REFIT

Description: Personalised Retrofit Decision Support Tools for UK Homes using Smart Home Technology

PI: Dr Steven Firth, Loughborough University

Fund: £1.5m BuildTEDDI

Project lifespan: May 2012 to April 2015

Contact: s.k.firth@lboro.ac.uk

Website: http://www.refitsmarthomes.org/

Aims

REFIT was an ambitious, highly interdisciplinary research project with the long-term aim of creating a step-change in uptake rates of retrofit technology measures in UK homes. The project brought together a diverse research team with internationally renowned expertise in buildings, energy, ICT, people and design. REFIT studied the Smart Home concept and its ability to provide personalised, valued, tailored and trustworthy information on building retrofit, energy efficiency and on-site renewable technology options for UK homes.

Methodology

The REFIT project comprised five Work Packages (WPs). Each Work Package focused on a particular aspect of the Smart Home concept. Much of the new empirical data generated and analysed by the REFIT project was from a field trial of 20 smart homes, carried out as part of WP 2.

WP 1: Data analytic tools for Smart Home data streams; WP 2: Smart Home Field Trial; WP 3: User engagement with smart home technologies; WP 4: Definition of value propositions and user engagement; WP 5: Integration of results and retrofit decision support tool development.

Findings

Based on the field trial of 20 smart homes, the REFIT project developed a range of approaches and tools for analysing disaggregated electricity consumption, for modelling the thermal performance of buildings, for understanding how smart home technologies are domesticated, and for using smart home data and insights to engage households in energy-efficient retrofits.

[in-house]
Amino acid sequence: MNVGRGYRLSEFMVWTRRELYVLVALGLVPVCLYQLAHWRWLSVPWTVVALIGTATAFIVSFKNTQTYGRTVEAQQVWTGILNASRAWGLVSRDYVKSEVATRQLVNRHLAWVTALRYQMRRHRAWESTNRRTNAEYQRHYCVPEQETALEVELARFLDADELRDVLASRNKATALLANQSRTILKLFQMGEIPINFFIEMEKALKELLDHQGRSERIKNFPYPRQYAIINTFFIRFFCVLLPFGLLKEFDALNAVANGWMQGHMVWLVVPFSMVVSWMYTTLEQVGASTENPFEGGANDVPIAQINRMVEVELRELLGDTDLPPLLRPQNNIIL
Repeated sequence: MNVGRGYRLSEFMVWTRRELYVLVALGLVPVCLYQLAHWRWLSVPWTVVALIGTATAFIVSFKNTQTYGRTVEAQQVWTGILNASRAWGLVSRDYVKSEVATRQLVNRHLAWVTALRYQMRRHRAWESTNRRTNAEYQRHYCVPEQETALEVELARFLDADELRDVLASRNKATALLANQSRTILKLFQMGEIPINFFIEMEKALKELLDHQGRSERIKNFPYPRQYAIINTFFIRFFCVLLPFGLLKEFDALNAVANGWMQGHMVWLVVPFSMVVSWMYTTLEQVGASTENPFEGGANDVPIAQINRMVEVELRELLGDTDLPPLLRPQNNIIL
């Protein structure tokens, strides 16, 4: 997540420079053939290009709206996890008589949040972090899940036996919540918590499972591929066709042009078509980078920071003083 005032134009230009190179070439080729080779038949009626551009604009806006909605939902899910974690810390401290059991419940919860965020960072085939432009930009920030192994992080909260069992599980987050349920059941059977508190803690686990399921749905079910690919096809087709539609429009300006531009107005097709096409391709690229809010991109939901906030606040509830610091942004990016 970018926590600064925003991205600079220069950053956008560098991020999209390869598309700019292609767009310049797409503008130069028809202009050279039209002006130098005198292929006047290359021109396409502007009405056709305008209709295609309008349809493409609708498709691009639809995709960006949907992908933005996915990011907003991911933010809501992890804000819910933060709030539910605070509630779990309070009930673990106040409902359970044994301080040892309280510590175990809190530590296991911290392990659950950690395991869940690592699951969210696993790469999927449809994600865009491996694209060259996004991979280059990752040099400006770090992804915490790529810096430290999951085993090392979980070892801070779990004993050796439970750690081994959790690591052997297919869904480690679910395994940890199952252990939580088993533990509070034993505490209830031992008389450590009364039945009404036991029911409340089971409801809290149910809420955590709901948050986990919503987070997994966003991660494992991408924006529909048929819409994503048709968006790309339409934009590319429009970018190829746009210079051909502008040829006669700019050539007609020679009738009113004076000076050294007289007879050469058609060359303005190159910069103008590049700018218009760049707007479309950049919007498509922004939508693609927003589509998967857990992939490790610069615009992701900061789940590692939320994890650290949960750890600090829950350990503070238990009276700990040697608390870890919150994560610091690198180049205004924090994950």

Findings from the REFIT project have been published in a series of journal articles and conference papers, and provide answers to the following questions:

On disaggregation and information processing:

• How can signal information processing turn low resolution smart meter data into meaningful information?

• Can we develop consistently accurate and practical non-intrusive disaggregation solutions from low-resolution smart meter one-dimensional data?

On time-use and energy intensity of domestic activities:

• How much of a household's total electricity consumption is accounted for by activities such as cooking, and energy services like refrigeration?

• Can we generalise when energy-intensive activities occur within households of similar occupancy?

• Which are the largest energy-consuming activities, and what are the implications for demand management and feedback?

On the adoption and use of smart home technologies:

• How and why do households adopt, try out, integrate, or reject smart home technologies?

• How do smart home technologies affect the control that households have over their domestic environment and their everyday lives?

On public perceptions of the benefits and risks of smart home technologies: